Bolts and screws
Now for a more contentious discussion—the bolts and screws. Cage lists bolts, screws, medium bolts, small bolts, long bolts, large bolts, and furniture bolts in the table of preparations. He doesn’t specify anything beyond the relationships of these sizes—and that’s all that really matters to me. The weight of the material is what really makes the difference in sound among these preparations. So my interpretation of this is entirely based on relationships of weight among them. The difference in function among these materials makes no difference to me; I don’t care if the material is actually a bolt used for furniture or whether the material is technically a screw or bolt. I generally interpret these materials as having increasing weight from the lightest to the heaviest:
I try to follow this the best I can to be faithful to Cage’s specifications in the table. However, depending on the piano, I may need to substitute a lighter or heavier material. For instance, notes that require multiple preparations, like the high ‘f’ with three preparations, will put a lot of tension on the strings and therefore a smaller diameter material is needed thus making the weight of the preparation lighter. Also, when a preparation is required close to the bridge, a larger diameter material is needed as the distance between the strings tend to be farther apart than in the middle of the strings.
The procedure for preparing the strings with bolts and screws should be a careful one in order to not to do any damage to the instrument. It can be a benign process, but certain care is needed. Perhaps no artist knows this careful practice better than Margaret Leng Tan. In her video demonstrating the preparation process of Cage’s Bacchanale, she offers some sage advice. “Step on the pedal, spread the strings, drop the screw in, release it, then release the pedal. You want to disengage the damper felts from the strings… you don’t want to mangle them as you are futzing around.”
Three of the notes have nuts placed on the bolts which rattle around for a bit upon playing the note. Depending on the piano and the nuts, other pitches may sympathetically vibrate these nuts (insert bad joke here) when played. This can be really distracting because ideally the nuts should only rattle when that specific note is struck. In order to resolve this problem, I always have extra nuts of various sizes to swap out with one that isn’t working well. Aesthetically, the sound of a nut large enough that it isn’t even threaded onto the bolt can be really nice. The duration of the rattle is significantly shortened, but it certainly can take care of the problem of sympathetic vibrations. Just be careful that it isn’t so large that it touches neighboring pitches. Also, I should note that too tight of a threading will result in higher probability of sympathetic vibrations or may not even rattle at all. In short, experiment with different threading, loose and tight, and don’t forget to test these by playing all the other notes on the piano.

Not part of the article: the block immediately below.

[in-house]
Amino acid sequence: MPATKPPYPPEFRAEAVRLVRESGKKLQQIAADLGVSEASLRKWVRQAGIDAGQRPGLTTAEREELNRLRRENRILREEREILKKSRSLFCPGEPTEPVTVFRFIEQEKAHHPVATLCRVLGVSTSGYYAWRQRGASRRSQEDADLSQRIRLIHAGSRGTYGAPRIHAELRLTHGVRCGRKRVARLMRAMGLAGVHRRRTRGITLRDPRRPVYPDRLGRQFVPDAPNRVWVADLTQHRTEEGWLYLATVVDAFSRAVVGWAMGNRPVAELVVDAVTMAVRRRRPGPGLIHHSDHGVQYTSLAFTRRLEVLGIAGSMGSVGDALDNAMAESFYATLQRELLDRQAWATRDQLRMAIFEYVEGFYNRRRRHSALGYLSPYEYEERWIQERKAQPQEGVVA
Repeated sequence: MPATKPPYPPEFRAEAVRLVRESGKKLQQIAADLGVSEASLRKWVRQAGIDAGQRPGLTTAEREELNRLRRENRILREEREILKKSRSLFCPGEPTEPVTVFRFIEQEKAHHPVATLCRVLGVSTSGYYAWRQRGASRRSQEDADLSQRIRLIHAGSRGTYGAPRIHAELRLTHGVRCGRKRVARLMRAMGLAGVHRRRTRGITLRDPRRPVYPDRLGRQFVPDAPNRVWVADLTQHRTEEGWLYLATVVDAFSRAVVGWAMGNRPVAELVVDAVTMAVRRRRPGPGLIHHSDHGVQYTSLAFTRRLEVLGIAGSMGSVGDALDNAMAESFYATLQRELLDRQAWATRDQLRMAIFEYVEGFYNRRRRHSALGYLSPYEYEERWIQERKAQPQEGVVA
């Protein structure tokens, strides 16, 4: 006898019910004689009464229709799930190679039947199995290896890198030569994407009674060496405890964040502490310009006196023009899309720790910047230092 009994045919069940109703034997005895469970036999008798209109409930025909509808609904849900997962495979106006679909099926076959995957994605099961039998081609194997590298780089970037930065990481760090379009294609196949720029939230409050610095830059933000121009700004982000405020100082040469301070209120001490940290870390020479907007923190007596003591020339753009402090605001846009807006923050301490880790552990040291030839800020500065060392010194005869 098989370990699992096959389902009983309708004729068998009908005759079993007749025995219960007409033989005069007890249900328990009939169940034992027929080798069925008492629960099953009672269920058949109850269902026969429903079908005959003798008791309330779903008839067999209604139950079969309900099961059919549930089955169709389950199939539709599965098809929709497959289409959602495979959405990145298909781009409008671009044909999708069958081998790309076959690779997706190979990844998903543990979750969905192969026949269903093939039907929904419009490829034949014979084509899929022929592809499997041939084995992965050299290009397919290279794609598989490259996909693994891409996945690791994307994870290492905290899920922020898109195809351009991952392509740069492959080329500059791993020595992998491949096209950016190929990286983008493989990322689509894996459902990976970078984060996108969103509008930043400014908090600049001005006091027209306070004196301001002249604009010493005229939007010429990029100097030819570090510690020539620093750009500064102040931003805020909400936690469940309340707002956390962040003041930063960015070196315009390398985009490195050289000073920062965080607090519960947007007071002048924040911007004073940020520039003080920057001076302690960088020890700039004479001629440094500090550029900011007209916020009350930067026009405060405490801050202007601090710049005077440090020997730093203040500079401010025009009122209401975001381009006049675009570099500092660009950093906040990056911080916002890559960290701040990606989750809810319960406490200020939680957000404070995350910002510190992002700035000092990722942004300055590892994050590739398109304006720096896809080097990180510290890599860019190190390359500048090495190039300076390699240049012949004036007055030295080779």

I’ve used thin plastic cut-up cards of various sizes and plastic bread ties for these preparations. I’ve seen photos of people using plastic drywall anchors. The photo from the wikipedia article on the Sonatas and Interludes shows this being used. I haven’t tried it, but this is a misinterpretation of Cage’s table.
Cage asks for the plastic to be threaded through the strings, over 1 and under 2 and 3. But it is difficult to understand what he means here, because if you try to do that to just one note, the plastic will fall through. He intends to have that same piece of plastic be used across the neighboring note—one piece of material for two pitches. Again, the bread tie is an ideal size for this. The plastic will need to sit at a slight angle for the correct measurement. Here is a photo of my prepared Steinway O.
John Cage’s general directions for preparing the piano for the ‘Sonatas and Interludes’